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The Louvre Museum in Paris France is one of, if not the, most famous museum in the world and most people, no matter how uninterested they are in art, are familiar with the museum's best-known work of art – The Mona Lisa by Leonardo da Vinci.
But of course, there is a lot more to the Louvre Museum than the one painting.
Here are some fact about the Louvre. The building itself was originally constructed as a fortress (1190-1202) it was then converted to a royal residence (1364) which continued to grow and change over several centuries.
In 1793 the royal residence was first opened as the Museum Central des Arts and the structure and art collections continue to grow. In 1989 the controversial glass Pyramid was added above the Louvre entrance to the museum. And so architecturally the Louvre museum itself is fascinating.
The Louvre Museum is huge, it covers 60,600m², has over 1 million works of art, is spread over three buildings with four floors and has several sections: Egyptian antiquities; Near Eastern Antiquities; Greek, Etruscan and Roman; Islamic Art; Sculpture; Decorative Arts; Painting and Prints and Drawings.
In fact a visit to the Louvre can be overwhelming. Where to start? How long to spend there? And what are the most "important" things to see.
Luckily there are ways to plan your visit which will let you enjoy a relaxed and enriching visit to the Louvre during your trip to Paris.
A few basic tips about making your trip to the Louvre successful are to buy your tickets in advance, arrive early, buy a map of the museum, locate the exhibits which interest you and map out your battle plan of how to get around to all of these interest points without getting lost or wasting time.
If you arrive without tickets, you will see a long line in front of the pyramid-many people think this is the only entrance, however you can actually go in through the side doors on the left and right of the building at the ends of the u-shape entrance-just walk in and through the shops until you reach the ticket counter without the huge line.
Check out the Louvre Museum website to see what exhibits are open and make sure you take food with you to avoid paying the exorbitant prices in the museum restaurants, especially if you are with children.
The Louvre Museum is not air-conditioned so take appropriate clothing for the kids and yourselves. Get to know your camera and discover how to use it without a flash (flashes are not allowed in the Louvre) and indoors.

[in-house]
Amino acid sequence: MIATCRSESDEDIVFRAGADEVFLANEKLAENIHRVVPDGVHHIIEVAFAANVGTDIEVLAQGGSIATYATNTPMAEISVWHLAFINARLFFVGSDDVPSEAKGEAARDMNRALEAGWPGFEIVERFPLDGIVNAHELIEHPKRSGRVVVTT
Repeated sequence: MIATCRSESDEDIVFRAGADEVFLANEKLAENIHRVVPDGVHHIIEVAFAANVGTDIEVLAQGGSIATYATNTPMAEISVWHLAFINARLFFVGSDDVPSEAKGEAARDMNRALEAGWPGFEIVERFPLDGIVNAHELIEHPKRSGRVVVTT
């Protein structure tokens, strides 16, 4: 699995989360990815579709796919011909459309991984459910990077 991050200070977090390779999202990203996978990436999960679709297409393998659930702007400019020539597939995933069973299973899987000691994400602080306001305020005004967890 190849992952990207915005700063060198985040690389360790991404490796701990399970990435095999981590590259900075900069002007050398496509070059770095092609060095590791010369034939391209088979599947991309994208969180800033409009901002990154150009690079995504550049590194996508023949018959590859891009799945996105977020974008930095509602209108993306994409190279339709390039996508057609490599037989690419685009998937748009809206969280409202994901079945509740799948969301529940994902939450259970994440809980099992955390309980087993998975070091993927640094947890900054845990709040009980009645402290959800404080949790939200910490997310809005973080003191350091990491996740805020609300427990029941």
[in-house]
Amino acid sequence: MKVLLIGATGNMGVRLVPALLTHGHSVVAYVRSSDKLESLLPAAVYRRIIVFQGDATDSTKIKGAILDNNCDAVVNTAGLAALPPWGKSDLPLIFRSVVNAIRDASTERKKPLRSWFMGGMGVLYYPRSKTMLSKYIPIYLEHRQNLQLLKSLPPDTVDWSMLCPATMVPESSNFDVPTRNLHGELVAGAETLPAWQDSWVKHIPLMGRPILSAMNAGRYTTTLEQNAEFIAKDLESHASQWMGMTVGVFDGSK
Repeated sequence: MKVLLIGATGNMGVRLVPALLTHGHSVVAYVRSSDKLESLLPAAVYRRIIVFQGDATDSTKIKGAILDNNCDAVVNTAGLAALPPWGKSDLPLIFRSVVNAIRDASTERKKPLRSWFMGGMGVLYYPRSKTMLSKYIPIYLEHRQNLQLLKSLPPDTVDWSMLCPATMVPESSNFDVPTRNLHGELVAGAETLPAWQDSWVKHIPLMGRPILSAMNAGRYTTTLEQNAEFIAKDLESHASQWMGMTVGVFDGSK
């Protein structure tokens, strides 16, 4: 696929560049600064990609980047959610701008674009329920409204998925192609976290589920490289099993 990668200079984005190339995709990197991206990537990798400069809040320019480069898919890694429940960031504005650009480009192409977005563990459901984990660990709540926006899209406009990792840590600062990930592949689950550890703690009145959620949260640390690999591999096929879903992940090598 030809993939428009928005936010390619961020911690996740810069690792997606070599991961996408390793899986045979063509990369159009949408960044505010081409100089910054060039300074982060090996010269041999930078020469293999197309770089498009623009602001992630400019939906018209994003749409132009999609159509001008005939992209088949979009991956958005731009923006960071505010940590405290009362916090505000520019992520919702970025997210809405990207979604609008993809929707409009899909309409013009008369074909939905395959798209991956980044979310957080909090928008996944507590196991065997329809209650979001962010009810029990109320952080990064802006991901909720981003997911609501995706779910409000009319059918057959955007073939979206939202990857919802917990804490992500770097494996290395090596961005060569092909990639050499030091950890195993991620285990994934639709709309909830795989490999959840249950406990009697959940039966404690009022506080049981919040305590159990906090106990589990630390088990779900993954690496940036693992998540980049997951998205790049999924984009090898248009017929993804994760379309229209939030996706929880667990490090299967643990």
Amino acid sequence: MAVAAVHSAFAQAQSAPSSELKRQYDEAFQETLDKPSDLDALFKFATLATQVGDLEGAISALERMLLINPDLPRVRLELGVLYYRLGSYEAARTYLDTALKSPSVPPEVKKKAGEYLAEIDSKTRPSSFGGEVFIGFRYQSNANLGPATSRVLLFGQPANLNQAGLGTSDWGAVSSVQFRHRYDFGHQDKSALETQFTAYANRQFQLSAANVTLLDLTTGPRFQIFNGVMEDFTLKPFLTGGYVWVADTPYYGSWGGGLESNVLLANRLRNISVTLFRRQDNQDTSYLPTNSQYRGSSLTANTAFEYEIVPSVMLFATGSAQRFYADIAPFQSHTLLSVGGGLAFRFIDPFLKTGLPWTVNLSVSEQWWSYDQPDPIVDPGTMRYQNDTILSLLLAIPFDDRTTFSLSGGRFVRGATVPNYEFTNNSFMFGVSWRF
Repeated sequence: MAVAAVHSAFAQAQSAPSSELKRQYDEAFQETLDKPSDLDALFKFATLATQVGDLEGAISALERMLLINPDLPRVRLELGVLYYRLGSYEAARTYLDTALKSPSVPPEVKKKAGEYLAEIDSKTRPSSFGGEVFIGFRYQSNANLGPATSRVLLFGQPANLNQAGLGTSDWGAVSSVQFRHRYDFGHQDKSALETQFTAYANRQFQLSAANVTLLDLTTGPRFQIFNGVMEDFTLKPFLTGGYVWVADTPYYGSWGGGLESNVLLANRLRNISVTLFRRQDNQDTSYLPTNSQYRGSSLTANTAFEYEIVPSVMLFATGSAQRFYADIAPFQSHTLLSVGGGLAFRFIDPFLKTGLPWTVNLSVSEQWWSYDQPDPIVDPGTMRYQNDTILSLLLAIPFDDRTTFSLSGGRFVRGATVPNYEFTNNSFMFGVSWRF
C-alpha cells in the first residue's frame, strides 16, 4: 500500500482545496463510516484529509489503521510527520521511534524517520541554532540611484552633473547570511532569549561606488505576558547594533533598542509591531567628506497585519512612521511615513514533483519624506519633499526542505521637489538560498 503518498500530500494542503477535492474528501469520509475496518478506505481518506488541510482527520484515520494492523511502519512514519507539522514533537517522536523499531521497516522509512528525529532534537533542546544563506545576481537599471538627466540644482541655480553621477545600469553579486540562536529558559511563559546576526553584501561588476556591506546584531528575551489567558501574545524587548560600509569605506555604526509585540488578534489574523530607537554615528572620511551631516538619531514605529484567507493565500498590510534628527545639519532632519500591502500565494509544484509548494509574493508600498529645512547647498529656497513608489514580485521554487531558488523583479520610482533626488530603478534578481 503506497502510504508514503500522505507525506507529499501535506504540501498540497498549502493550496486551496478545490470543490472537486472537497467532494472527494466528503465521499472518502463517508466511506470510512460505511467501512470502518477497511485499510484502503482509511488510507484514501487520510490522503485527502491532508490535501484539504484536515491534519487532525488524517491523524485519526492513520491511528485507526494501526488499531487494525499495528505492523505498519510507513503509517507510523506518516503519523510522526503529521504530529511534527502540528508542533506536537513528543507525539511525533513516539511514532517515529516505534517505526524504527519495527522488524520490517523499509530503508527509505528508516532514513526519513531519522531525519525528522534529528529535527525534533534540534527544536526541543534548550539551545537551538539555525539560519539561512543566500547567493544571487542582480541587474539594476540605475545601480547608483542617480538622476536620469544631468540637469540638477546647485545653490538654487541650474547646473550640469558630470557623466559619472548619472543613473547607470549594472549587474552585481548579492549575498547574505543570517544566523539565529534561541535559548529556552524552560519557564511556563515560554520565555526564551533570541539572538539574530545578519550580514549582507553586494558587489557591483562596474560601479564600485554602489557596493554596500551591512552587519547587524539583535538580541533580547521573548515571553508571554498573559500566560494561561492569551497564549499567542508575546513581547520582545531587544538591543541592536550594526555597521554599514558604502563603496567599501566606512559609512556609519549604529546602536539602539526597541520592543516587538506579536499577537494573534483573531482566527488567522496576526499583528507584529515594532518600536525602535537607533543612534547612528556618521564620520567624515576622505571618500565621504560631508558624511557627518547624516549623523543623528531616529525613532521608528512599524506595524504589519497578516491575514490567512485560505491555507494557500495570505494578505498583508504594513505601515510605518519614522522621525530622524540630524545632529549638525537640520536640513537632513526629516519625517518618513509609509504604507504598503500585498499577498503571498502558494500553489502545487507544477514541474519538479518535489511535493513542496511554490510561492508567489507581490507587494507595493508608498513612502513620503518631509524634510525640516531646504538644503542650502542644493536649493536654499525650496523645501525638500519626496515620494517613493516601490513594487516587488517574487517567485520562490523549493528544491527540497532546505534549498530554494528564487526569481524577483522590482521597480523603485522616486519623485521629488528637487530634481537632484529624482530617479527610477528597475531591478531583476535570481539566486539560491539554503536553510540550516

If you are visiting during the high season avoid the main entrance through the Pyramid and rather go for the Porte des Lions, Arc du Carousel or the entrance on the Palais Royal-Musee du Louvre metro station's platform #1.
If you're with kids consider visiting several times during the day for short visits to different sections or to limit your visit to the most important highlights (Leonardo, Raphael, Michelangelo, Venus de Milo, Rembrandt etc depending on your taste). Also bring along a sketch book and get your kids to sketch their on replicas! My kids loved this!
Once you arrive you might consider taking one of the Louvre guided tours which leave from under the Pyramid throughout the day.
There is a board in the entrance of the Louvre displaying tour times and languages.
The best tour for first time visitors lasts 1.5 hours and covers the highlights.
In the Tuileries Gardens (which are part of the Louvre Museum) are a number of distractions for little ones including boats on a pond; trampolines; play areas and a carousel.
So you can take regular breaks to let kids run around and get some fresh air or even have a picnic.
You can take a Paris Muse Clues family tour (€290 for whole family) through the museum with a personal guide who will guide adults and kids as the kid search for clues on a scavenger hunt and learn about the artwork as they go.
You can borrow strollers from the entrance desk and rent an audio guide for €5 for adults and €3 for under 18s. There are two audio guides geared towards children (7-11 years), they last 90 minutes and highlight one section of the museum.
The museum is free to people under 18 years old, adults pay €11 for the permanent collection and €12 and €15 for various combination tickets.
The Louvre Paris is open daily from 9am to 6pm except for Tuesdays and on Wednesdays and Fridays stays open until 9:45pm.
The Louvre Museum can be reached from the Palais-Royal Musee du Louvre metro station and for more details see the Louvre Museum website.
Did you know there is a Louvre Museum in Abu Dhabi too? Read more here!